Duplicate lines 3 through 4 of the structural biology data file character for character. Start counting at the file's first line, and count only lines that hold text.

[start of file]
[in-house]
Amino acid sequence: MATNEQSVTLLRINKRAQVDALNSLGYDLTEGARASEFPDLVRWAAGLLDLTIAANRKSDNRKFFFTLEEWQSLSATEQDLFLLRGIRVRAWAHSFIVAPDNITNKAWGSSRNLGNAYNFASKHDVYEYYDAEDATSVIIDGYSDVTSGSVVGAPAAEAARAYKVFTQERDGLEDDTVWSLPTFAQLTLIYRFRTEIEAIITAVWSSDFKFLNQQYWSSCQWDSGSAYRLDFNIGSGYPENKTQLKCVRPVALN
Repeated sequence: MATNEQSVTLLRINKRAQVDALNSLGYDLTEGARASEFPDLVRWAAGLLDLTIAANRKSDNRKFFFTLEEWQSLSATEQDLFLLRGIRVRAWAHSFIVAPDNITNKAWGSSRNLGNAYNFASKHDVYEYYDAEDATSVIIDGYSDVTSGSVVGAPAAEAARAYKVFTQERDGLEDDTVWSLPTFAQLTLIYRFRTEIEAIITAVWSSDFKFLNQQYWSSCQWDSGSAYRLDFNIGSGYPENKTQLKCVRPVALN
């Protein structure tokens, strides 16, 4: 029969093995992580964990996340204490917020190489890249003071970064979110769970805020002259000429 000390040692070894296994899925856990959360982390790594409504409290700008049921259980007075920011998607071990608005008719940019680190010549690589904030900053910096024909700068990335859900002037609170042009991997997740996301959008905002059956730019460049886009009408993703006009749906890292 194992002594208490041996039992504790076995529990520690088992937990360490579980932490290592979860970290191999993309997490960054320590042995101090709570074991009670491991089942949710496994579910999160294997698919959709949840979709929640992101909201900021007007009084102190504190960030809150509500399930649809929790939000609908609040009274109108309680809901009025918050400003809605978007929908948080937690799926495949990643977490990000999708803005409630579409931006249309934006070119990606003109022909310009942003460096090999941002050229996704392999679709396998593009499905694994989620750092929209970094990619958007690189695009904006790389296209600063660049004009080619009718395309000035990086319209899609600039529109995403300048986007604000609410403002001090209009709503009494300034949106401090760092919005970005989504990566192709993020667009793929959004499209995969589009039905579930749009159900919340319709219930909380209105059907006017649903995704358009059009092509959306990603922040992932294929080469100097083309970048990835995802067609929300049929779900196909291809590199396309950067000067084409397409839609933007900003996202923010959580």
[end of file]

Repeated sequence: MATNEQSVTLLRINKRAQVDALNSLGYDLTEGARASEFPDLVRWAAGLLDLTIAANRKSDNRKFFFTLEEWQSLSATEQDLFLLRGIRVRAWAHSFIVAPDNITNKAWGSSRNLGNAYNFASKHDVYEYYDAEDATSVIIDGYSDVTSGSVVGAPAAEAARAYKVFTQERDGLEDDTVWSLPTFAQLTLIYRFRTEIEAIITAVWSSDFKFLNQQYWSSCQWDSGSAYRLDFNIGSGYPENKTQLKCVRPVALN
């Protein structure tokens, strides 16, 4: 029969093995992580964990996340204490917020190489890249003071970064979110769970805020002259000429 000390040692070894296994899925856990959360982390790594409504409290700008049921259980007075920011998607071990608005008719940019680190010549690589904030900053910096024909700068990335859900002037609170042009991997997740996301959008905002059956730019460049886009009408993703006009749906890292 194992002594208490041996039992504790076995529990520690088992937990360490579980932490290592979860970290191999993309997490960054320590042995101090709570074991009670491991089942949710496994579910999160294997698919959709949840979709929640992101909201900021007007009084102190504190960030809150509500399930649809929790939000609908609040009274109108309680809901009025918050400003809605978007929908948080937690799926495949990643977490990000999708803005409630579409931006249309934006070119990606003109022909310009942003460096090999941002050229996704392999679709396998593009499905694994989620750092929209970094990619958007690189695009904006790389296209600063660049004009080619009718395309000035990086319209899609600039529109995403300048986007604000609410403002001090209009709503009494300034949106401090760092919005970005989504990566192709993020667009793929959004499209995969589009039905579930749009159900919340319709219930909380209105059907006017649903995704358009059009092509959306990603922040992932294929080469100097083309970048990835995802067609929300049929779900196909291809590199396309950067000067084409397409839609933007900003996202923010959580």